Are rental and vacation homes the reason it’s hard to find accommodation?
Posted: 03/19/2022 15:36:54
Modified: 03/19/2022 15:36:04
What explains the incredibly tight housing market in New Hampshire right now, with rental units nearly impossible to find and homes snapping up the moment a For Sale sign pops up?
One possibility is that the market is artificially compressed by holiday homes or short-term rentals, which are only occupied part of the time and unavailable for full-time living.
A recent New York Times article entitled “Vacant houses everywhere”, based on search by the LendingTree site, fueled such speculation by saying that New Hampshire had a 17% home vacancy rate at the time of the 2020 census, one of the highest of any state. Vermont and Maine top the list with vacancy rates of 23%.
But that doesn’t appear to be a factor in the recent market squeeze, judging by a New Hampshire Housing analysis of American Community Survey data that was released Thursday. These numbers indicate that the number of vacancies in the state and in Concord has remained virtually unchanged from 2010 to 2020.
There are many caveats when looking at the first analysis of the ACS figures, which are based on surveys of randomly selected households and summarized over five-year periods. Significantly, they do not include data since late 2020, a period of extreme market tightening and very rapid growth in rents and house prices.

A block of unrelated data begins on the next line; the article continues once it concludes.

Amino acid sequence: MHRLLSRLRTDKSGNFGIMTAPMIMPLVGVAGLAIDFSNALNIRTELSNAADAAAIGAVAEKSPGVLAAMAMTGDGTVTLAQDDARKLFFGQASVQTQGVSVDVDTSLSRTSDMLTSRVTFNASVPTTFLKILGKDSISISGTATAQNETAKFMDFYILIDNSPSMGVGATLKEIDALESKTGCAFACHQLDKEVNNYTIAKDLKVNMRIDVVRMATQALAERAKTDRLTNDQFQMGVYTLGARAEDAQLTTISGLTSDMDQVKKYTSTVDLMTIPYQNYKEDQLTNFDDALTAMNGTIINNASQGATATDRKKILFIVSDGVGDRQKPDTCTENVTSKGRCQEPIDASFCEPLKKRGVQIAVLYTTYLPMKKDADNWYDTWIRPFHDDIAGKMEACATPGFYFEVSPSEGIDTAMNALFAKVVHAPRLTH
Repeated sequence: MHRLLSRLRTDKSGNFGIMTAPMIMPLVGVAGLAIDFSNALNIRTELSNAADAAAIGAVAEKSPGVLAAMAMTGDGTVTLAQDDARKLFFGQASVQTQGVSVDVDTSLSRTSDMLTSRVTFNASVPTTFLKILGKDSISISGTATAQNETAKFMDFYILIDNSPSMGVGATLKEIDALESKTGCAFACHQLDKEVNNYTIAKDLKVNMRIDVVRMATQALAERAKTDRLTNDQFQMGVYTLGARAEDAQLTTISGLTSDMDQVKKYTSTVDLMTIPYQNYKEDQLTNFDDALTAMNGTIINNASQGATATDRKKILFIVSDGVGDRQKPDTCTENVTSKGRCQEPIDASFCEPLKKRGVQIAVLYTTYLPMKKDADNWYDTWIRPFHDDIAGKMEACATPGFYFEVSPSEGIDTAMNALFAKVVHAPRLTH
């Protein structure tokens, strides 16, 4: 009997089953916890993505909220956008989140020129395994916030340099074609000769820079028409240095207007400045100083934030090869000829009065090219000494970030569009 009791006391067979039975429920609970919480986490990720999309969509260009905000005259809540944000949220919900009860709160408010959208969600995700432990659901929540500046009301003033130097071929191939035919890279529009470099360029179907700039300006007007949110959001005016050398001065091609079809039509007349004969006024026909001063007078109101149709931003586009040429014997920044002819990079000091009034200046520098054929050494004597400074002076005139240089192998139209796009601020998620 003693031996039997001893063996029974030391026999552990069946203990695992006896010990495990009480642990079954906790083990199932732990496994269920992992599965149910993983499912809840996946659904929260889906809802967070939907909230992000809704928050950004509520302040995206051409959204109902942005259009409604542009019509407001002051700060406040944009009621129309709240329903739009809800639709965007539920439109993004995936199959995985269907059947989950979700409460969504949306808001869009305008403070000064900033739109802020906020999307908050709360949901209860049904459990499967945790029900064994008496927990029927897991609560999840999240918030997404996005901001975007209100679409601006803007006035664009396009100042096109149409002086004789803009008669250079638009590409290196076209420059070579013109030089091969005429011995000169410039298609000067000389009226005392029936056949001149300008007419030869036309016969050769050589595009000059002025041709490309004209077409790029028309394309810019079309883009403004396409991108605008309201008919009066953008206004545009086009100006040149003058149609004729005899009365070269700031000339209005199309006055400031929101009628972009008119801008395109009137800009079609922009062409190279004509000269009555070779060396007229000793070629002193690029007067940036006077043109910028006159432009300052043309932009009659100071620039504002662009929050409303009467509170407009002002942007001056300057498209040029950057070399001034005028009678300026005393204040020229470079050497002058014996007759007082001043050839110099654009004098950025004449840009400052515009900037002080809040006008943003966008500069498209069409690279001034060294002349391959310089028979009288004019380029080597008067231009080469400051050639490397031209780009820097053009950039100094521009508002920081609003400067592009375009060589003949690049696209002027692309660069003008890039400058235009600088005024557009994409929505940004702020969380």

Nor do they reflect the geographic differences between vacation communities like Conway and dormitory communities like Bow.
With that in mind, here are some key points when comparing results from the 2006-2010 American Community Survey with results from the 2016-2020 period:
■ The percentage of housing units in the state classified as “vacant” – which includes abandoned properties as well as those where the occupant “will be there for 2 months or less” within the year – was the same in both periods. It was 15% in 2010 and 16% in 2020, but that difference is less than the margin of error, so it’s just as likely that they were the same.
■ The percentage of units classified as “vacant” in Concord was much lower than the statewide, but also has not changed over time: it was 5% in 2010 and 6 % in 2020, a difference below the margin of error.
■ Statewide, about two-thirds of these vacant homes were “for seasonal, recreational, or occasional use” – in other words, vacation homes – and one-tenth of the vacant homes were “rented, unoccupied,” which can mean short-term rentals like AirBnB. These two percentages were similar in 2010 and 2020.
■Concord has seen a big change in the type of vacancies, but it’s hard to know what to make of it: The percentage of vacancies listed in the catch-all category “other vacant homes” has fallen from 24% in 2010 to 49 % in 2020 – one possibility is that these are the homes of ‘snowbirds’ heading south in winter – while the percentage listed as ‘for rent’ has fallen from 49% in 2010 to 30% in 2020. Concord only has a handful of vacation homes.
■ Virtually none of New Hampshire’s vacant homes are classified as being for migrant workers.
■ Perhaps the most important data point for Concord is not about vacancies at all: the total number of homes in the city has remained unchanged over the decade to 2020, even though the city’s population state increased by 4.6%. No wonder units are hard to come by here.
(David Brooks can be reached at (603) 369-3313 or [email protected] or on Twitter @GraniteGeek.)